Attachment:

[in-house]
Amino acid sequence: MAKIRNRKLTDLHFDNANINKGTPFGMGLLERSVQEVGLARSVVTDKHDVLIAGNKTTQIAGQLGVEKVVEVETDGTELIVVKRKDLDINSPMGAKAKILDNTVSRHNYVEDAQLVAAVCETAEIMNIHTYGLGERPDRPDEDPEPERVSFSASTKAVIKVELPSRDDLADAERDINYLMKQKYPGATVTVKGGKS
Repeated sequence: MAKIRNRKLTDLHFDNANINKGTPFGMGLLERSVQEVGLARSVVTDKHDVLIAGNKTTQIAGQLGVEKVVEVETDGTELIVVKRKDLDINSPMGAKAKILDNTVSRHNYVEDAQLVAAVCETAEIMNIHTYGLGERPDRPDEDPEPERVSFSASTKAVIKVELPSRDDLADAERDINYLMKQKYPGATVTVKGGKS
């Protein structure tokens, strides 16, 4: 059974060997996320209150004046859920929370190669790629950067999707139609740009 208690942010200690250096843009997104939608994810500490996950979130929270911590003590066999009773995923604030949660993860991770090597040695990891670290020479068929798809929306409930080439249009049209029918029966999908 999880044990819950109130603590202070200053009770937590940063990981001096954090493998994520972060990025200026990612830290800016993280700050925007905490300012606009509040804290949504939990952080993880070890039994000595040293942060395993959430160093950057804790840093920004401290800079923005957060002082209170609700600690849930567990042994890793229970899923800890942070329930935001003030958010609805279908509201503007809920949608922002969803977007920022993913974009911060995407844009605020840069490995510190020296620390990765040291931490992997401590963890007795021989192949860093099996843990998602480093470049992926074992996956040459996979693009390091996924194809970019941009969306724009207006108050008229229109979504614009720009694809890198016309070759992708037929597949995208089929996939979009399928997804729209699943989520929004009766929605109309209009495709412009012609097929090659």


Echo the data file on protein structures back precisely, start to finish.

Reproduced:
[in-house]
Amino acid sequence: MAKIRNRKLTDLHFDNANINKGTPFGMGLLERSVQEVGLARSVVTDKHDVLIAGNKTTQIAGQLGVEKVVEVETDGTELIVVKRKDLDINSPMGAKAKILDNTVSRHNYVEDAQLVAAVCETAEIMNIHTYGLGERPDRPDEDPEPERVSFSASTKAVIKVELPSRDDLADAERDINYLMKQKYPGATVTVKGGKS
Repeated sequence: MAKIRNRKLTDLHFDNANINKGTPFGMGLLERSVQEVGLARSVVTDKHDVLIAGNKTTQIAGQLGVEKVVEVETDGTELIVVKRKDLDINSPMGAKAKILDNTVSRHNYVEDAQLVAAVCETAEIMNIHTYGLGERPDRPDEDPEPERVSFSASTKAVIKVELPSRDDLADAERDINYLMKQKYPGATVTVKGGKS
């Protein structure tokens, strides 16, 4: 059974060997996320209150004046859920929370190669790629950067999707139609740009 208690942010200690250096843009997104939608994810500490996950979130929270911590003590066999009773995923604030949660993860991770090597040695990891670290020479068929798809929306409930080439249009049209029918029966999908 999880044990819950109130603590202070200053009770937590940063990981001096954090493998994520972060990025200026990612830290800016993280700050925007905490300012606009509040804290949504939990952080993880070890039994000595040293942060395993959430160093950057804790840093920004401290800079923005957060002082209170609700600690849930567990042994890793229970899923800890942070329930935001003030958010609805279908509201503007809920949608922002969803977007920022993913974009911060995407844009605020840069490995510190020296620390990765040291931490992997401590963890007795021989192949860093099996843990998602480093470049992926074992996956040459996979693009390091996924194809970019941009969306724009207006108050008229229109979504614009720009694809890198016309070759992708037929597949995208089929996939979009399928997804729209699943989520929004009766929605109309209009495709412009012609097929090659």